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Douglas MacMillan (@dmac1) reports in the Washington Post that Facebook may have a location-tracking app by mid-March

The application will reportedly track a user’s location, helping users find nearby friends, and would run even when the program isn’t open on a smart phone or tablet. In addition to allowing users to locate each other, Facebook will be able to sell ads targeted at users by location.

Per MacMillan:

Facebook already records the GPS coordinates of users when they post status updates or photos from their phones, or check in to a venue. With the new app, the company would go a step further by tracking user whereabouts in the “background” of Apple’s mobile operating system, even when other programs are running or the phone isn’t in use, one person said.

MacMillan points out that while Facebook would probably need to ask permission from users to track their location, you may have already consented.

Facebook’s data-use policy tells users that the company may use information on location “to tell you and your friends about people or events nearby, or offer deals to you that you might be interested in.” The company said it may also put together data “to serve you ads that might be more relevant.”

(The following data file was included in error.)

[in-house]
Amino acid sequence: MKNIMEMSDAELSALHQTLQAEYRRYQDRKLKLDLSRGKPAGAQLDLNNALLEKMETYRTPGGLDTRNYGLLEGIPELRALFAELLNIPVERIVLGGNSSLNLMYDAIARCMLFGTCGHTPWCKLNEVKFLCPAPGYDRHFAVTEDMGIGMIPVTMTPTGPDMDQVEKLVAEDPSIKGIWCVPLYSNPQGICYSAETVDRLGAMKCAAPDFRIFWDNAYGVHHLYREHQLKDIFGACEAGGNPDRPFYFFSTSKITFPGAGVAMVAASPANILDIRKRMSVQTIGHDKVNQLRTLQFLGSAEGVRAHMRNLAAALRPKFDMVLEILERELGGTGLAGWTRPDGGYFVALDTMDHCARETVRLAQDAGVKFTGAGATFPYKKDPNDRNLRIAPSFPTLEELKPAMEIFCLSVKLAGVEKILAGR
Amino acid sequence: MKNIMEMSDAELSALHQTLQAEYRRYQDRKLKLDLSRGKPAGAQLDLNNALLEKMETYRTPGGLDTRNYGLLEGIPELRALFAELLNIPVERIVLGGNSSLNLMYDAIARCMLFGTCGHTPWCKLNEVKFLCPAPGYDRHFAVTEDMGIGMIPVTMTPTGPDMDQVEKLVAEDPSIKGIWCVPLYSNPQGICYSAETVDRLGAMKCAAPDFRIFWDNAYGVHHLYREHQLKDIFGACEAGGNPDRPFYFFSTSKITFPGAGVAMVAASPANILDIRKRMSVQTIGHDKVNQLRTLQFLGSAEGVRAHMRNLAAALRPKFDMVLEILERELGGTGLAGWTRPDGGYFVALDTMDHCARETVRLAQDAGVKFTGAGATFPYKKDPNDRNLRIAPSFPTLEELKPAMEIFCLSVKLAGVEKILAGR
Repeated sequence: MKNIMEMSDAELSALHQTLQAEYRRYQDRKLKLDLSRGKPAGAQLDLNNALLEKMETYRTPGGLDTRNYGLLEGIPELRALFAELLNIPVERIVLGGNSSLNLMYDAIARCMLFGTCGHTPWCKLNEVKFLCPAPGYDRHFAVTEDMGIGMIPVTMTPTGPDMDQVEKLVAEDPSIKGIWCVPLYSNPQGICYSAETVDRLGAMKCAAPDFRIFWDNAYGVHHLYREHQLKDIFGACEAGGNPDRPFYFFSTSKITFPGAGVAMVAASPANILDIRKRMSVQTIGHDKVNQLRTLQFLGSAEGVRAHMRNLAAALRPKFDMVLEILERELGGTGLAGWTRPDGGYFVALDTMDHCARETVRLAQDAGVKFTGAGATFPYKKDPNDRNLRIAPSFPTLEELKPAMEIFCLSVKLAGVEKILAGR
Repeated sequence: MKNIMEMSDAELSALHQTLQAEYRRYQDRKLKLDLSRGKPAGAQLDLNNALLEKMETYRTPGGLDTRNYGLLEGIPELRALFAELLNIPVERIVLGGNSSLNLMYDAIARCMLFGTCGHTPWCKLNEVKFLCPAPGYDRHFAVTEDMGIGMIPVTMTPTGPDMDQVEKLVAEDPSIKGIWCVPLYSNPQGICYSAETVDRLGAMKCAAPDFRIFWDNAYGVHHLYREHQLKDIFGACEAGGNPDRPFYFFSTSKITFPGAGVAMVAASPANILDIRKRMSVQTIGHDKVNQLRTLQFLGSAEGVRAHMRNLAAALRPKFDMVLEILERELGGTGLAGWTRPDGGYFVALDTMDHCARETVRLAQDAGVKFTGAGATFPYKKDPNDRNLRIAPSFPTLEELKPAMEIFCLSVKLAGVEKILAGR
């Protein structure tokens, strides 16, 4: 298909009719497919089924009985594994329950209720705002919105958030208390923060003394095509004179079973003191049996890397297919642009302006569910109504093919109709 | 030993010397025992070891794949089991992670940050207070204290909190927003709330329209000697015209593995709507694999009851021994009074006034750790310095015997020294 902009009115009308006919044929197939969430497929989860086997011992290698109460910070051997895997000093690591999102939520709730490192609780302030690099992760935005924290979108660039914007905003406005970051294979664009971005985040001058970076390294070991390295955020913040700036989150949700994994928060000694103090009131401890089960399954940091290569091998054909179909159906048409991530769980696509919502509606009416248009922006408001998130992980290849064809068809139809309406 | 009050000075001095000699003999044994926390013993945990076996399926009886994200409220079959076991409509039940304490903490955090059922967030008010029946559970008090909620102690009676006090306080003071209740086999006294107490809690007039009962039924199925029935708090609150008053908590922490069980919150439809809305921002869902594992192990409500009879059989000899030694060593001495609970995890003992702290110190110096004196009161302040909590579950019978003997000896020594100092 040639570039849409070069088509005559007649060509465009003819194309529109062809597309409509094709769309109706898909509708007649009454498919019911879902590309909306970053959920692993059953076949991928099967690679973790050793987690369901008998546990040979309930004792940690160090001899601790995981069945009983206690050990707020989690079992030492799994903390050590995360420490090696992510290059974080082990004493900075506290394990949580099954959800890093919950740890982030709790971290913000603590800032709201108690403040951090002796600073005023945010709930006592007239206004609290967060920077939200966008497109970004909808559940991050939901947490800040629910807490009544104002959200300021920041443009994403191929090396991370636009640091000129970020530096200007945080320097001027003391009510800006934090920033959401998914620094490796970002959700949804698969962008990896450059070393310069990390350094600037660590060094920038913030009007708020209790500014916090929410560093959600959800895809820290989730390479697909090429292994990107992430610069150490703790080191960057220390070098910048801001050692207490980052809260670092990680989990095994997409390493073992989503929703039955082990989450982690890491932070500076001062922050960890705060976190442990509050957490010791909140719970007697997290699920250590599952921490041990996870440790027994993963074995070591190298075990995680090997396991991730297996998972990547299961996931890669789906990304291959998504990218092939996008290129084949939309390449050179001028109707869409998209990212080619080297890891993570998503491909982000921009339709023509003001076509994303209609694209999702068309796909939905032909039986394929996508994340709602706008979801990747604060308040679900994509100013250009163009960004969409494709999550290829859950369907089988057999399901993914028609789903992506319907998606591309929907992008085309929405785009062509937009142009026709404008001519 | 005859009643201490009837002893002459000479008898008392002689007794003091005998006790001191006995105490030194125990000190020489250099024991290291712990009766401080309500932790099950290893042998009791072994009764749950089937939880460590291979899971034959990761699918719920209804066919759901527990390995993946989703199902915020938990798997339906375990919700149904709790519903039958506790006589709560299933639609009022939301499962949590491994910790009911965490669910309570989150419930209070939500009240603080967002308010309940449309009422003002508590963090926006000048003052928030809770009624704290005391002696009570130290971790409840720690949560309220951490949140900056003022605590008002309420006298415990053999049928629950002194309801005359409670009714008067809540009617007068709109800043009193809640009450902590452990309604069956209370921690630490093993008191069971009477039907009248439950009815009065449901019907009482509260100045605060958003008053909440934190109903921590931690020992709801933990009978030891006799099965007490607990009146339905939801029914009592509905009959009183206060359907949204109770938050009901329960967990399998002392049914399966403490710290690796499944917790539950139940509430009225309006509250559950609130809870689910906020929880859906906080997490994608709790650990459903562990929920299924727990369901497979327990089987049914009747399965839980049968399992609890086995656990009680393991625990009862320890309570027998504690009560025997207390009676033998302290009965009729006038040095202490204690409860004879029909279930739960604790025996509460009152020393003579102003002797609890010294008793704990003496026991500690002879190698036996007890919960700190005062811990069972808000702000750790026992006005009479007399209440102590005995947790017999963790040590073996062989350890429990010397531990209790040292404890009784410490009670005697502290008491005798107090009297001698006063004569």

“When we get your GPS location, we put it together with other location information we have about you (like your current city),” the data use policy reads. “But we only keep it until it is no longer useful to provide you services, like keeping your last GPS coordinates to send you relevant notifications.”

No question Facebook is going to draw some hate and controversy, but the lion’s share of us are going to trade privacy for convenience, context, and knowledge, especially in the years ahead.

I was in New York City last week for the LegalTech Show. There were countless people I would have liked to meet had I known they were in town. A Facebook location tracking app would have connected us.

I met a CMO from a West Coast law firm in New York because I saw, via Facebook, that she was attending a couple shows in New York City the week before. I had dinner with a legal consultant from Florida because we discovered each other were in New York via a Facebook exchange. Neither meeting would have happened but for Facebook.

If Facebook can give me a more powerful tool to know who’s in town, and perhaps even where they’re at, I’ll take it.

Do I worry about someone tracking me? Not really. My iPhone already probably does and if there was a more sinister reason for someone to be following me, they probably already are.

Image courtesy of Flickr by Jake Belluch.